They DID survive
By Becky Barclay
Published in News on May 18, 2007 1:59 PM
An overflow crowd of cancer survivors packed First Pentecostal Holiness Church Thursday night to celebrate victory over the disease.
More than 650 people gathered for the 14th annual cancer survivors banquet on the eve of the annual Relay for Life.
The featured speaker was Shelley Flores, who was diagnosed with breast cancer in May 2005, just two weeks after her 38th birthday.
She recalled waiting for the results of a mammogram and telling her husband that she had a bad feeling about it.
"I told him I could actually see myself standing in front of a group one day telling my story."
The mammogram revealed a lump in her breast and she underwent surgery, chemotherapy and radiation treatments.
During the ordeal, she said that one day at a special prayer service at her church a calm feeling came over her.
"The Lord let me know that this was a path I had to take. Now I tell other cancer victims about the good and the bad of what lies ahead for them," she said.
She said she believes her job is to help others cope with the disease, the same way she received help.
Although she was diagnosed with cancer before the cancer survivors banquet that year, Mrs. Flores didn't attend.
"I didn't feel like a survivor at that time," she said. "But a co-worker, who was also a cancer survivor, told me that I am a survivor from the day I was diagnosed until the day I leave this earth."
From that day, Mrs. Flores stopped focusing on the past and began focusing on moving ahead.
She also talked about survivorship, which the dictionary defines as remaining alive and in existence. Looking around the room, she said the many faces in attendance was an indication of how people are fighting back.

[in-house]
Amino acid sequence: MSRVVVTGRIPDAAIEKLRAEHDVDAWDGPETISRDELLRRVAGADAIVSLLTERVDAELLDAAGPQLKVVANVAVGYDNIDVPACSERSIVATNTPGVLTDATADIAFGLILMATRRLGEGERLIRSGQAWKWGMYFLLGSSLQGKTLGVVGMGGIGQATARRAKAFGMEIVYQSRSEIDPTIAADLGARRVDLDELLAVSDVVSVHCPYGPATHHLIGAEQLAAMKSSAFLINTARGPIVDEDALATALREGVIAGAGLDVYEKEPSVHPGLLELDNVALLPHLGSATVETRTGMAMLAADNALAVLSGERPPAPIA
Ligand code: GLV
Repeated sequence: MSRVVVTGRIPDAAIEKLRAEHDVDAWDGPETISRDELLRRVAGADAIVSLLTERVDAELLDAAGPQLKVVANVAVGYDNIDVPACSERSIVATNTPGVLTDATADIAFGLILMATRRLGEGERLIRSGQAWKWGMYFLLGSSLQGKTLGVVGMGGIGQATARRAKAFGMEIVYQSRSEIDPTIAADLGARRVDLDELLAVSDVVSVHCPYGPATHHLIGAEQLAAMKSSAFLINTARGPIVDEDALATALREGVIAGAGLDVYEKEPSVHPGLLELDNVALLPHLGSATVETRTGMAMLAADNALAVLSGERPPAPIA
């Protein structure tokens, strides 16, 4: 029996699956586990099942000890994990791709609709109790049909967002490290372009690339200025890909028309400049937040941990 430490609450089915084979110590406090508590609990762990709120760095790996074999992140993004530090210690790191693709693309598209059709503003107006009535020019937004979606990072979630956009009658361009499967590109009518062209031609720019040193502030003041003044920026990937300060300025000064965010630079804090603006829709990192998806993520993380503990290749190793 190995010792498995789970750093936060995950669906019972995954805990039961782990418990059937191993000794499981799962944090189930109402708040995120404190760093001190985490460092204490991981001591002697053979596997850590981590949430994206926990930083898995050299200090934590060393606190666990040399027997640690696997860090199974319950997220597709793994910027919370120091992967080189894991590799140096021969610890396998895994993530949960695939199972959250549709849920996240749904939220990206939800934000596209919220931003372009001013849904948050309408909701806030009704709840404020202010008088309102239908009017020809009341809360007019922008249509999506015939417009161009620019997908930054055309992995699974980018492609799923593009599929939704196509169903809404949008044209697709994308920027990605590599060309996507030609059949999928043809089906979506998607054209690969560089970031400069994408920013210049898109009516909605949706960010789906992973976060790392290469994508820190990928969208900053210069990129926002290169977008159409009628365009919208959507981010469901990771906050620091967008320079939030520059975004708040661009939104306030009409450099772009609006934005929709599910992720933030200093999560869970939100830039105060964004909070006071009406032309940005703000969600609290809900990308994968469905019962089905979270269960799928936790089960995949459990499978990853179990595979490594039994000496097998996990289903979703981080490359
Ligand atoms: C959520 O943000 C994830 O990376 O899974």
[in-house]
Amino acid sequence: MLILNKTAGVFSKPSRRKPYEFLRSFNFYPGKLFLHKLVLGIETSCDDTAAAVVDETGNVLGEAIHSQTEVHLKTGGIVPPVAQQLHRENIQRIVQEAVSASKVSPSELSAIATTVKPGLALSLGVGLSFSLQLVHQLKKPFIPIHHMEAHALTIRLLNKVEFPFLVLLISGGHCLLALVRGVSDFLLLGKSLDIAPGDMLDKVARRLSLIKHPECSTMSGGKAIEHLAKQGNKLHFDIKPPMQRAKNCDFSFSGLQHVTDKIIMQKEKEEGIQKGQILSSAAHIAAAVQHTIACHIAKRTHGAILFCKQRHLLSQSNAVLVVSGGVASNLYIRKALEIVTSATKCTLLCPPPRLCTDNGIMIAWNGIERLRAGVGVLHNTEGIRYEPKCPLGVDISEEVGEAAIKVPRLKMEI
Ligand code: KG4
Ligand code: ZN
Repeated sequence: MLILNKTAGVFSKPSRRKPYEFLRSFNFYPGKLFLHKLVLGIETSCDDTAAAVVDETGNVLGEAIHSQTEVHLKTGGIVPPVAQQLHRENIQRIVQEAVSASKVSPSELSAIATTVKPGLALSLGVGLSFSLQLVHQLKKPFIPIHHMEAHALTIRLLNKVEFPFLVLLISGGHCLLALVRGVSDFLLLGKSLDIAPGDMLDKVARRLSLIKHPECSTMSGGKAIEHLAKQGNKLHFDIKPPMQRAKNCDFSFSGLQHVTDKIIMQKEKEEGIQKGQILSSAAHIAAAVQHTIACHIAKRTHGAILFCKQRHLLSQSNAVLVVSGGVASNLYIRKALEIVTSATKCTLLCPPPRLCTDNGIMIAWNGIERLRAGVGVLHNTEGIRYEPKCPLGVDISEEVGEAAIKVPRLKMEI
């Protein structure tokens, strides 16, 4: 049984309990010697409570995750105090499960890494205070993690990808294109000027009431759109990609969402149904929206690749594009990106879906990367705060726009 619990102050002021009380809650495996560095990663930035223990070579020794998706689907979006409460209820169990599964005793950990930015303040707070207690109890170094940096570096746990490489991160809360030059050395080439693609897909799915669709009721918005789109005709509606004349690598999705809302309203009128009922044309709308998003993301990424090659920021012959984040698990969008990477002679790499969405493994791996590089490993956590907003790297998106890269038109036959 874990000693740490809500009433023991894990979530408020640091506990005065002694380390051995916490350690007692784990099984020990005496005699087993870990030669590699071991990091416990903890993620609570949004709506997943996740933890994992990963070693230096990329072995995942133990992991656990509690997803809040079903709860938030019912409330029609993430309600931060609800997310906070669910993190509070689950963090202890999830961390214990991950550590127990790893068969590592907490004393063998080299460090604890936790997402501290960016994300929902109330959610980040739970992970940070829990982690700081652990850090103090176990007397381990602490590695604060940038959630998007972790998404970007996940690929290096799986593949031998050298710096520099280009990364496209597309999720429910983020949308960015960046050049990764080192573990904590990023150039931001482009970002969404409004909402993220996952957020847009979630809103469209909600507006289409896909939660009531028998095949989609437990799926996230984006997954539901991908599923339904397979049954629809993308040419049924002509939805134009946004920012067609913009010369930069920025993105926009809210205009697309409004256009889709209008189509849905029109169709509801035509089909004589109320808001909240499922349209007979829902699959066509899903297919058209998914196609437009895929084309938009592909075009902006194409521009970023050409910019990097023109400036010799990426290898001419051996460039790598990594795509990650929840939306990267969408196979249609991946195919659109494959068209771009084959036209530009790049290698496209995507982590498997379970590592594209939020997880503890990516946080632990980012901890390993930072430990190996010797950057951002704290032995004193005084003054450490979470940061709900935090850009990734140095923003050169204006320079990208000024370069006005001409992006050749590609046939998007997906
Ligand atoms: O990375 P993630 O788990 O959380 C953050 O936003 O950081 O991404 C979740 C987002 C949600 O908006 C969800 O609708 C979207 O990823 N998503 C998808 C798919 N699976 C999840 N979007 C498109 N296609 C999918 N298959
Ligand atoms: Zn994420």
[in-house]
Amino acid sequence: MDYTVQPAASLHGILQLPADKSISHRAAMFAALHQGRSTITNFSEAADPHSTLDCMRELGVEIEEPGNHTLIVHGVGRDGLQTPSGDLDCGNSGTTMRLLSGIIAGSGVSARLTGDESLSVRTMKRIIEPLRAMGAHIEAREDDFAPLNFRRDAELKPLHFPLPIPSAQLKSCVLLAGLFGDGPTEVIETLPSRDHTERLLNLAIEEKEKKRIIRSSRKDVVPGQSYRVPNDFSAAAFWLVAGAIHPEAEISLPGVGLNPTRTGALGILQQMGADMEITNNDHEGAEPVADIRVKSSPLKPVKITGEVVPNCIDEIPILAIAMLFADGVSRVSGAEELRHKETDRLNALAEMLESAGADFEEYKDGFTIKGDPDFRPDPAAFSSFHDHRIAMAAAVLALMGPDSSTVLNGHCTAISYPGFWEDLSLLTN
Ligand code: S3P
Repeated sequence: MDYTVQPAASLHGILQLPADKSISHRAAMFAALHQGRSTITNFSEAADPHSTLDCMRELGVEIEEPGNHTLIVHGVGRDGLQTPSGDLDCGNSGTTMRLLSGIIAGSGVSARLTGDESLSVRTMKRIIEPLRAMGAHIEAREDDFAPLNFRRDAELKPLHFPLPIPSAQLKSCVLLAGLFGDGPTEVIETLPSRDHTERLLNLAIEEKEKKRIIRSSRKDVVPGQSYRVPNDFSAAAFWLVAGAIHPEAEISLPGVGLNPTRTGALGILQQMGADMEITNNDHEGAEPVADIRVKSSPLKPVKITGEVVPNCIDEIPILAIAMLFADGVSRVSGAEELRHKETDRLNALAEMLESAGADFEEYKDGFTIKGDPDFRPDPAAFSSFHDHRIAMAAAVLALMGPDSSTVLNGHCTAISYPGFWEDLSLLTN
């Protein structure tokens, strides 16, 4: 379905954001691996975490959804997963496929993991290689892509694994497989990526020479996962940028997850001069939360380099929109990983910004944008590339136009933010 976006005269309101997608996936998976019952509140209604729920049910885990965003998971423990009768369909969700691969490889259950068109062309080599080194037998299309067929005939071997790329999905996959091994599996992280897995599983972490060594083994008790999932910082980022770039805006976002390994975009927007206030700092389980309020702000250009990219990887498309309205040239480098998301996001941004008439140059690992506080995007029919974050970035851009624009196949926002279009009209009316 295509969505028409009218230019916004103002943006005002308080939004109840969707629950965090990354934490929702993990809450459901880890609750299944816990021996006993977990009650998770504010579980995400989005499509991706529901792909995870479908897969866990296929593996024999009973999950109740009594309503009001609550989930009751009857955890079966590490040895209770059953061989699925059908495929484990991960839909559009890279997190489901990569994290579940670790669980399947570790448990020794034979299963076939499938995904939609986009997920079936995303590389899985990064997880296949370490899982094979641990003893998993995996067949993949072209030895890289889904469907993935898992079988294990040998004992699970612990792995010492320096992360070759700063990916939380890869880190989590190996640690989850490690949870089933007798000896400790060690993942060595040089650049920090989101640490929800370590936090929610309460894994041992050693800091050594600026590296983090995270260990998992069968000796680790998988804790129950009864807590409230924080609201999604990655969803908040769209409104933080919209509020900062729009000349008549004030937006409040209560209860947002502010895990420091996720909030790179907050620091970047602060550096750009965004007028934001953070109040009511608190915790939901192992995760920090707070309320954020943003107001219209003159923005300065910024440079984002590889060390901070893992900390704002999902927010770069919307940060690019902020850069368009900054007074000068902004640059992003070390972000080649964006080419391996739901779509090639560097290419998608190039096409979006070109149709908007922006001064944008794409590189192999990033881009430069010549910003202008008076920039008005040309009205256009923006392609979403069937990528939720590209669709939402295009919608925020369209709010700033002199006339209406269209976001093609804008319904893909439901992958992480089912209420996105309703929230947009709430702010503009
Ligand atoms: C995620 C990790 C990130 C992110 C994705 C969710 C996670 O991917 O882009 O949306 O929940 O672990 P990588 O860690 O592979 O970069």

"How packed the room is tonight and how wonderful that is. It means there are more and more survivors," she said.
She described those who support cancer victims as "superheroes," noting the doctors, nurses, family members, friends, church members, co-workers and anyone else who lends a hand, or simply moral support, during the struggle to defeat the disease.
During the banquet, master of ceremonies Jimmie Ford, also a cancer survivor, encouraged people with the disease to talk about it.
"Tell your story," he said.
Dr. James Atkins, a cancer specialist, echoed that sentiment. He said it wasn't that long ago when the "c" word could not even be said out loud.
"Prior to that, it was the 't' word -- tuberculosis," he said. "Look at us now. Today we are celebrating life, celebrating survivorship."
Dr. Atkins said cancer research has come a long way in recent years and a lot of that has been due to the efforts of hundreds of Relay for Life events across the country.
"But we still have a battle to fight," he said. "We want to find a way to prevent cancer, not just treat it."
A program of inspirational music was sung by Susan Scott, one of the members of the staff of Southeastern Medical Oncology Center and a member of Coker Memorial Church. Her rendition of "One Moment in Time," concluded the banquet. The song has become an anthem for the event. It ends with the lines "Give me one moment in time/When I'm racing with destiny/Then in that one moment of time/I will be/I will be/I will be free."
The Relay for Life begins tonight at 6 p.m. with an opening ceremony and the annual survivors lap. A luminaria service will be held at 9 p.m. The event ends Saturday at 11 a.m.
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